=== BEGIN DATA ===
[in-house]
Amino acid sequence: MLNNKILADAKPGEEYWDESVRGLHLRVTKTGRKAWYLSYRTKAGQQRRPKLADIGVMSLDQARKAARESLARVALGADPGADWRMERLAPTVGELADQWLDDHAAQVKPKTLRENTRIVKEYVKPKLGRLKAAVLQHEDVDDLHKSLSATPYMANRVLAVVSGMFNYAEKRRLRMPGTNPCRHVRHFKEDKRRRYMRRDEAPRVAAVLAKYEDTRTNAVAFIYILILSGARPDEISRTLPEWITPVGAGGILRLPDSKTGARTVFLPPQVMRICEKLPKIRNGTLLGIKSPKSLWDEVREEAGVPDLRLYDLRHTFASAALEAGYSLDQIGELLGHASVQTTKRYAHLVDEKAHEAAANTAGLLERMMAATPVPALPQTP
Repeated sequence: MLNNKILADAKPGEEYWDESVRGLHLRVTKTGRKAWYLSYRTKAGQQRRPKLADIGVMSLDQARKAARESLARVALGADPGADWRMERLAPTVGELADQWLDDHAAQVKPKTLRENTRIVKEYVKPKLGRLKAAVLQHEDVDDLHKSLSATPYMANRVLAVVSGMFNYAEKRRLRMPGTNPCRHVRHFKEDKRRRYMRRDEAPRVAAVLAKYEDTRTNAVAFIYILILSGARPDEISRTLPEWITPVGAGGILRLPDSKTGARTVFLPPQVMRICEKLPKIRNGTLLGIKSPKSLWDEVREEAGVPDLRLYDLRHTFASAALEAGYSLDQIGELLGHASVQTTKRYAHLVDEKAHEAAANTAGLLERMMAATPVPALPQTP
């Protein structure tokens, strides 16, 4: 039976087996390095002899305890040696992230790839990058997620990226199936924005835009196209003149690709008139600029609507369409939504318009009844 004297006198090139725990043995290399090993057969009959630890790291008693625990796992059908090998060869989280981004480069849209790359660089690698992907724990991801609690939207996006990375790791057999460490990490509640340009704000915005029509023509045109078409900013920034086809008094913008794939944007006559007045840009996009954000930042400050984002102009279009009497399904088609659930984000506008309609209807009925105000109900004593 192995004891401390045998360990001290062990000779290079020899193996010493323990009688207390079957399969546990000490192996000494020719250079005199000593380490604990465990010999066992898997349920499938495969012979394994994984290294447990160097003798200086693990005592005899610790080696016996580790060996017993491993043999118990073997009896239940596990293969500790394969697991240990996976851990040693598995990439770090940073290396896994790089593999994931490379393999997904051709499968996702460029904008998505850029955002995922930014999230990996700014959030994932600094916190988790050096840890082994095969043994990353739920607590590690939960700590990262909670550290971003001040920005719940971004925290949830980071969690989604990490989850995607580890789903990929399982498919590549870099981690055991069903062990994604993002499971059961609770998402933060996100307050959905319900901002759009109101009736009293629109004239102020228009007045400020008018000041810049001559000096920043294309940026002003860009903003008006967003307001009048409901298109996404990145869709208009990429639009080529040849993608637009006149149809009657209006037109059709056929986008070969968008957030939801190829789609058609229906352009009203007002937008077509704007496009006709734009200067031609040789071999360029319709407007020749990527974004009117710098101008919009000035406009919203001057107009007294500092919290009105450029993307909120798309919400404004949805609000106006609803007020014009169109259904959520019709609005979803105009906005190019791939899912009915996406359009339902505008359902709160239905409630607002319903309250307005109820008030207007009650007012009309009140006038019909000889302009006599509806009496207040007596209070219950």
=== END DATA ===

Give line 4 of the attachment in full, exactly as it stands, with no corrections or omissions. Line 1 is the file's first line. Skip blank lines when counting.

């Protein structure tokens, strides 16, 4: 039976087996390095002899305890040696992230790839990058997620990226199936924005835009196209003149690709008139600029609507369409939504318009009844 004297006198090139725990043995290399090993057969009959630890790291008693625990796992059908090998060869989280981004480069849209790359660089690698992907724990991801609690939207996006990375790791057999460490990490509640340009704000915005029509023509045109078409900013920034086809008094913008794939944007006559007045840009996009954000930042400050984002102009279009009497399904088609659930984000506008309609209807009925105000109900004593 192995004891401390045998360990001290062990000779290079020899193996010493323990009688207390079957399969546990000490192996000494020719250079005199000593380490604990465990010999066992898997349920499938495969012979394994994984290294447990160097003798200086693990005592005899610790080696016996580790060996017993491993043999118990073997009896239940596990293969500790394969697991240990996976851990040693598995990439770090940073290396896994790089593999994931490379393999997904051709499968996702460029904008998505850029955002995922930014999230990996700014959030994932600094916190988790050096840890082994095969043994990353739920607590590690939960700590990262909670550290971003001040920005719940971004925290949830980071969690989604990490989850995607580890789903990929399982498919590549870099981690055991069903062990994604993002499971059961609770998402933060996100307050959905319900901002759009109101009736009293629109004239102020228009007045400020008018000041810049001559000096920043294309940026002003860009903003008006967003307001009048409901298109996404990145869709208009990429639009080529040849993608637009006149149809009657209006037109059709056929986008070969968008957030939801190829789609058609229906352009009203007002937008077509704007496009006709734009200067031609040789071999360029319709407007020749990527974004009117710098101008919009000035406009919203001057107009007294500092919290009105450029993307909120798309919400404004949805609000106006609803007020014009169109259904959520019709609005979803105009906005190019791939899912009915996406359009339902505008359902709160239905409630607002319903309250307005109820008030207007009650007012009309009140006038019909000889302009006599509806009496207040007596209070219950």